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How Chinese students cope in the world’s most competitive education system

November 16, 2020 |   Andrea Hoymann

The Chinese education system is without a doubt the most competitive in the world. Every year, nearly 10 million students take the Gaokao, the gruelling two- or three-day end-of-school exam that determines which universities students can gain admission to, and what direction their careers and futures may take. As one of our own employees described it: “It’s hard to imagine for non-Chinese people how decisive the Gaokao is. The results determine whether you will be admitted to the country’s top universities and even one slightly lower mark in one subject can limit your opportunities.”

With this intense level of competition comes enormous pressure to succeed, anxiety about potential failure, and sheer exhaustion due to the effort needed to keep up with peers. In this high-pressure environment, it’s not surprising that many Chinese students can become disillusioned or burned out.

In this article, we take a closer look at what drives this level of competition, how this manifests at universities and what the consequences are, and what Chinese students are doing to cope.

The concept of ‘involution’

In China, the term ‘involution’ has been quickly gaining ground. Originally, involution was a term used to describe a certain type of agricultural economy, where an increase in output from the increase in labour was only enough to cover what the additional workforce was itself consuming. In other words, each additional worker consumed the extra amount they produced, leading to an equilibrium and a stagnation.

But now it has come to mean a circular trap, a never-ending energy-draining loop in which seemingly all of Chinese society is now caught. 

“If involution is said to originally have referred to a structural pattern in agricultural society which is repetitive, lacks competition, and prevents progress, then involution today is an endless cycle of self-flagellation, feeling as if you’re running in place and constantly having to motivate yourself day in, day out,” as described by anthropologist Xiang Biao, a professor at the University of Oxford and the director of the Max Planck Institute for Social Anthropology in Germany.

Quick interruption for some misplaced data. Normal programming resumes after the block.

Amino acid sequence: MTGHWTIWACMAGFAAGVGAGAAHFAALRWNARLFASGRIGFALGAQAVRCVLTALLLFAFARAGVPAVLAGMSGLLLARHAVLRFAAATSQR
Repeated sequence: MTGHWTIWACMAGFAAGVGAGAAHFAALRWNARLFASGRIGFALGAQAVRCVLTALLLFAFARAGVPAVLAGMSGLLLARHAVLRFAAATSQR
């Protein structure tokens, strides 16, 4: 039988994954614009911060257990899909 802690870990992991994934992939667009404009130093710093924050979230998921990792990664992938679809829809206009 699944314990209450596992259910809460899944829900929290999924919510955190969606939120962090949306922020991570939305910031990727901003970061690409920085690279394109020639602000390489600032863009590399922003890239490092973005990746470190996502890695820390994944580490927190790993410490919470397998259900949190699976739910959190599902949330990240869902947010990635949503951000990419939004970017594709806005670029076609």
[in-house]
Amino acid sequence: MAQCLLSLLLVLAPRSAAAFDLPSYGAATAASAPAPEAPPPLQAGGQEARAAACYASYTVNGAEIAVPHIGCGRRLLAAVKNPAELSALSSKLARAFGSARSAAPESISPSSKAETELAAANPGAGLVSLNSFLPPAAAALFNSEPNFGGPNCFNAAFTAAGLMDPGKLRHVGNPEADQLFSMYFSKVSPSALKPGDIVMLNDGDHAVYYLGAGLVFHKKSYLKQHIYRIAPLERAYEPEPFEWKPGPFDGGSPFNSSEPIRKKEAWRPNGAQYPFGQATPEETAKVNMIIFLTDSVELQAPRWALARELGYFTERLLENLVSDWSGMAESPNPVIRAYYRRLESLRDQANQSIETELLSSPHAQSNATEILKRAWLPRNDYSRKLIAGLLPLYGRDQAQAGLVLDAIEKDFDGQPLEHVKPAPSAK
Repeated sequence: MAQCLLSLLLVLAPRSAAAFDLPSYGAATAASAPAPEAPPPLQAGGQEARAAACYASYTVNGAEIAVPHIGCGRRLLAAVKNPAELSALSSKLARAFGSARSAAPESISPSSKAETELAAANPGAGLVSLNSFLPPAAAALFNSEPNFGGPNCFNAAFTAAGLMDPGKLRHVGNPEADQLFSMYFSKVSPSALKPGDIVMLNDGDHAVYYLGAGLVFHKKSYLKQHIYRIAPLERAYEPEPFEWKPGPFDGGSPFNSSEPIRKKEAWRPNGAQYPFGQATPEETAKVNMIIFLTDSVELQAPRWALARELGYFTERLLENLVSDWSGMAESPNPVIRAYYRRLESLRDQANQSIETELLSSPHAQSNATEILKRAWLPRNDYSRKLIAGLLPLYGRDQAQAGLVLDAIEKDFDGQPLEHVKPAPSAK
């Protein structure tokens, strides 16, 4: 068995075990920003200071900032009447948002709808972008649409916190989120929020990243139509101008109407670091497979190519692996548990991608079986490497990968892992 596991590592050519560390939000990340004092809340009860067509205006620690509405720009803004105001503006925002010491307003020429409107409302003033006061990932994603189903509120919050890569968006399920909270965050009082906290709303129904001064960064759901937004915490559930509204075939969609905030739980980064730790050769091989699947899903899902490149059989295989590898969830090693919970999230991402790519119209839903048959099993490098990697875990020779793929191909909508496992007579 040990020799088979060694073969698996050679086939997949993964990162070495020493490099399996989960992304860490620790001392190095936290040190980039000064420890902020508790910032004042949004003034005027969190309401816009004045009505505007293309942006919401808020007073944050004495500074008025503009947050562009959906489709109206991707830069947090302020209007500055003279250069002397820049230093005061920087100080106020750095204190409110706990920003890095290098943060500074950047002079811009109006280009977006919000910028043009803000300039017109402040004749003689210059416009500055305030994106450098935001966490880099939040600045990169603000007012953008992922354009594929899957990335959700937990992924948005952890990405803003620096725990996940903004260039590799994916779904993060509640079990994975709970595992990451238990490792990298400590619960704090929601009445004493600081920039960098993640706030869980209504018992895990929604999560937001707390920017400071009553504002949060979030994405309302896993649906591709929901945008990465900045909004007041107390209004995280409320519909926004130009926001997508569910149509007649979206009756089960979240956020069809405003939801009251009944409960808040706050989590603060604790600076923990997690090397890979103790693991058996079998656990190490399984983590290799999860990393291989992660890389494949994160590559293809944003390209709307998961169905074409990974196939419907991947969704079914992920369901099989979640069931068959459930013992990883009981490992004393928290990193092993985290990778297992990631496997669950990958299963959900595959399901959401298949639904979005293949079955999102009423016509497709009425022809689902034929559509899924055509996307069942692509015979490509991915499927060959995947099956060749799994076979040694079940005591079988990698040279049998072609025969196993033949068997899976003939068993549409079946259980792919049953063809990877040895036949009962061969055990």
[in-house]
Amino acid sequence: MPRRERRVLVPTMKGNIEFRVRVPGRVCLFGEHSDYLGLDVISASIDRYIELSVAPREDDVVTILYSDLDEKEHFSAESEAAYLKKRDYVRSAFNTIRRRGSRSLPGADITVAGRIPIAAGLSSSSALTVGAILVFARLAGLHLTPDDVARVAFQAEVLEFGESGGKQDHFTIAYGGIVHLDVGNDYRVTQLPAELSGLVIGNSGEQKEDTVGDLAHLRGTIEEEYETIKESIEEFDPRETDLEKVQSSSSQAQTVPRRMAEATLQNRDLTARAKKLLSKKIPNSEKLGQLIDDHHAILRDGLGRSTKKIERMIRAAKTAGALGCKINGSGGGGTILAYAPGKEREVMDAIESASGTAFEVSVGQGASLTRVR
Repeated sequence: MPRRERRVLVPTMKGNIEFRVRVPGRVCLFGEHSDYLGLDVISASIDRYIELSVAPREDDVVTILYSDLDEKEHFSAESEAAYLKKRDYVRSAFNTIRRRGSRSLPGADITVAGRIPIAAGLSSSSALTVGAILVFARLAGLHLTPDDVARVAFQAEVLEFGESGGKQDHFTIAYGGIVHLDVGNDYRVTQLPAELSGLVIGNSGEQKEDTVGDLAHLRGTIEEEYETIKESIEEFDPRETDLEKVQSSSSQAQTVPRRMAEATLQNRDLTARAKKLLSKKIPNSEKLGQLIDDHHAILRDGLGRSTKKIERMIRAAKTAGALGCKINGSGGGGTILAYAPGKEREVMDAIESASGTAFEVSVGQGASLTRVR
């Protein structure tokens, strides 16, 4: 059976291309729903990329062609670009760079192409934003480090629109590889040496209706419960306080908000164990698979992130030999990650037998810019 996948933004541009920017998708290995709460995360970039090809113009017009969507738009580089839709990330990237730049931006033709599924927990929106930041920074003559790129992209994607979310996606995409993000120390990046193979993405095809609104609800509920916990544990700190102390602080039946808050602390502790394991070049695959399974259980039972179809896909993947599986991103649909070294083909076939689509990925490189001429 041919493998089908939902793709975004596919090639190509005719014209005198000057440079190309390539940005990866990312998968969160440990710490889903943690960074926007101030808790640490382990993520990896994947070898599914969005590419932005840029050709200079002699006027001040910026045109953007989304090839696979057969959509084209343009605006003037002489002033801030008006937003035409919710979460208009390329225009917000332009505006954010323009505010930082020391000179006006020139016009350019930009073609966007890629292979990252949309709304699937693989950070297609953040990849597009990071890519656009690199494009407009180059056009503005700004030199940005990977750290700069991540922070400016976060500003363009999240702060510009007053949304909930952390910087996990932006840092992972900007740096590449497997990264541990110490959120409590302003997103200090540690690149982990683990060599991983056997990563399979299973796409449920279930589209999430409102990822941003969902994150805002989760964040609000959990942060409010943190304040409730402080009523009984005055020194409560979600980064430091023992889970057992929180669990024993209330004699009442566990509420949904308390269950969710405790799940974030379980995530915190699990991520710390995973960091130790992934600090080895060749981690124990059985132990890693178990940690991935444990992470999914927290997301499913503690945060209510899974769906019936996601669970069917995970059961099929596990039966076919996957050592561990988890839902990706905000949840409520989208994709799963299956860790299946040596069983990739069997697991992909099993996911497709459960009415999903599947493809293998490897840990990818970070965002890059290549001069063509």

There are two main aspects that define this particularly Chinese brand of involution: the intense competition, and the inescapability.

“Everyone in China has the same goals: Earn more money, buy a home of more than 100 square metres, own a car, start a family, and so on,” says Xiang. “This route is very well marked, and everyone is highly integrated. People are all fighting for the same things within this market.”

And it’s not just the homogeneity of people’s goals that makes it so competitive. As achieving these things becomes more difficult with each passing generation, every generation must work harder than the last to reach these same goals. Each generation, the competition seems to start earlier and earlier; today we see parents fighting to get their kids in the best day cares, fearing that if they don’t, their child will be left behind.

But opting out of this endless competition is not really an option for most. “In China, there is pressure not only to be moving upward, but also to not be moving downward,” says Xiang. “Recently, a postgraduate student in China told me he once applied for a job at McDonald’s. When the manager there saw his education history, the first thing he asked was: ‘Have you considered what your parents might think?’ This was a very heavy question. He didn’t say, ‘you’ve wasted your time studying’ or ‘you’ve flushed your tuition fees down the drain’. Instead, the question he asked made the matter an emotional and moral issue, as if it was some kind of betrayal. In other words, by stepping down the social ladder, you’re essentially committing moral betrayal.

“… People know full well that the results aren’t what they desire, but they still want to compete. They don’t know other ways to live if they’re not competing, and if you quit the competition, you’re left facing moral pressure.”

Education is of course a huge aspect of this involuted culture, with many seeing a good education as key to reaching these goals. “The current middle-class anxiety is real,” says one student. “Even if children are no longer required to achieve intergenerational upward mobility like their own generation, they still need to prevent their offspring from falling and being afraid of being thrown out. Education has become a defensive strategy here. If you don’t participate, you are out."

“I feel that the entire campus and the entire society are full of huge ladders. From the sky to the earth, everyone is on the ladder, climbing up desperately.”

How does this intense competition play out at universities?

When many Chinese students enter university for the first time, they expect to leave behind the immense pressure of their Gaokao preparation. Many envision university as a time of making new friends, exploring new interests, and experiencing arts and culture. Instead, students find themselves back in the same intense atmosphere as at the end of school, with people too busy studying to even make friends with others. This is how one student described it, in the article “When GPA Is King: The Prisoners’ Dilemma for Young People in China’s Top Universities”: “When I return to the [university’] dormitory building, my mind is full of the nightmare atmosphere of the end-of-school exam preparation.”

Students’ hopes of finding themselves and exploring their own interests are dashed soon after entering university, with senior students, counsellors and teachers all advising students to focus not on personal fulfilment, but on their grade point average (GPA). This is because GPAs are largely used to determine admission into masters and post-doctorate degrees, internships, and jobs. For the most popular degrees and sought-after positions, even a GPA of 3.7 (out of 4.0) may not be enough to get a look-in.